No more. In recent years, spacious, modern new homes have been selling for once-unthinkable prices, brokers said. In the Sag Harbor area, eight homes sold for $3.5 million or more last year, compared to two such homes sold in 2012, according to a Town & Country report. One of last year's sales exceeded $10 million, the brokerage reported.

North of Montauk Highway

Similarly, developers have built sprawling mansions on expansive properties north of Montauk Highway -- areas that tend to fetch lower prices because they are farther from the ocean.

"You can build a compound there and pay less than half of what you'd pay south of the highway," Herman said. "It just means you have to drive a little bit to go to the beach."

For some baby boomers buying a spacious East End home is a guaranteed way to attract visits from young relatives, Herman said. In the Town of Southampton, for instance, 19.3 percent of residents were 65 or older in 2012, a rise of 3 percentage points since 2000, according to U.S. Census data.

"What's a better lure than a house in the Hamptons?" Herman said. "So they're building homes that will accommodate their kids and their grandkids."

The fact that the market has been gaining strength for a few years means that when buyers seek mortgages, lenders can find comparable sales to justify the agreed-upon prices, said Cia Comnas, an executive managing director with Brown Harris Stevens in Bridgehampton.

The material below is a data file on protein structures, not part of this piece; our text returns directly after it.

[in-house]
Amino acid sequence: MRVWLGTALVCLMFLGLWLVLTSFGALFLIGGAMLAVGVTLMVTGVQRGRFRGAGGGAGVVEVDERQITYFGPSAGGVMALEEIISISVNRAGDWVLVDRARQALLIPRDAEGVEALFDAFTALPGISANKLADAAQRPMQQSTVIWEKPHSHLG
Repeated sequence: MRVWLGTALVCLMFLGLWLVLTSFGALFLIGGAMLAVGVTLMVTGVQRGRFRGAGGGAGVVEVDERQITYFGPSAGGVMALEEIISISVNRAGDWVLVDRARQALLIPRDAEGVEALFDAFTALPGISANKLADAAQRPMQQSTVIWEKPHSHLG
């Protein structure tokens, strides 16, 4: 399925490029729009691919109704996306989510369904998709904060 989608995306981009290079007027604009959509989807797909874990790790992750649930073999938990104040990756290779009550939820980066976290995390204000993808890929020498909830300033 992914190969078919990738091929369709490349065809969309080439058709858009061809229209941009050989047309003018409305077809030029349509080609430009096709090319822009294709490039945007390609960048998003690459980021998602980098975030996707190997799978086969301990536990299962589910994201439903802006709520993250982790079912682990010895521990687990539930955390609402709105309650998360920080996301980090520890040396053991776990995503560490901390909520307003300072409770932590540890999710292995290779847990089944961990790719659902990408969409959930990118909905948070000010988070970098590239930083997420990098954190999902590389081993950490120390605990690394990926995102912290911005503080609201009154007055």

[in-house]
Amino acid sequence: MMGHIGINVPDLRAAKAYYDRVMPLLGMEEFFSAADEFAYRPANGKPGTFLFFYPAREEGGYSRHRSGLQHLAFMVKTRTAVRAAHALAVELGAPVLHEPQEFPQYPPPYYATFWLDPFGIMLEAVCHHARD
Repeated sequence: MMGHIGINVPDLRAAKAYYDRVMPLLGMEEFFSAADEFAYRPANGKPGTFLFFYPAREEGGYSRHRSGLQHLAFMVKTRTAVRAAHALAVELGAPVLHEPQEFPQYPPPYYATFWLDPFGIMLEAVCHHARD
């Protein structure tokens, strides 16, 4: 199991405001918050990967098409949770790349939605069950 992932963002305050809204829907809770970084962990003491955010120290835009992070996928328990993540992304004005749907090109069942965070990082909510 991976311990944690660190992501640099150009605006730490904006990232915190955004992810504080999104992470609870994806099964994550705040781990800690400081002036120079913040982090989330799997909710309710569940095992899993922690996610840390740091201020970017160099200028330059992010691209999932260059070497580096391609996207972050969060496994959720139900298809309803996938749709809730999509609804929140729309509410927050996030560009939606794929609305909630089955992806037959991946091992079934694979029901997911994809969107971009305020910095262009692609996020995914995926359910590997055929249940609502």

"The appraisals are coming in now," she said. "For a while it was difficult to find a comp."

Lending still tight

Even so, buyers seeking mortgages still face tight lending standards. For vacation homes, some lenders demand up to 50 percent down payments for certain buyers, or a co-signer, Desiderio said.

"The prices are still low, interest rates are still low and people have jobs," Desiderio said. "Now all we need is the banks to cooperate."

Most buyers of vacation homes will need to make down payments of 25 percent to 30 percent, compared with 10 percent to 20 percent for primary residences, said Shawn Cassidy, area sales manager for Wells Fargo Home Mortgage in Melville.

However, buyers might need to demonstrate they will have a sufficient cash reserve after buying the home, Cassidy said.

With more competition for the most in-demand homes, the number of pre-approvals made so far this year for East End buyers is nearly double the number for the same period last year, Cassidy said. "They're coming to us saying, 'I need to do this to give myself an edge over other buyers,' " he said.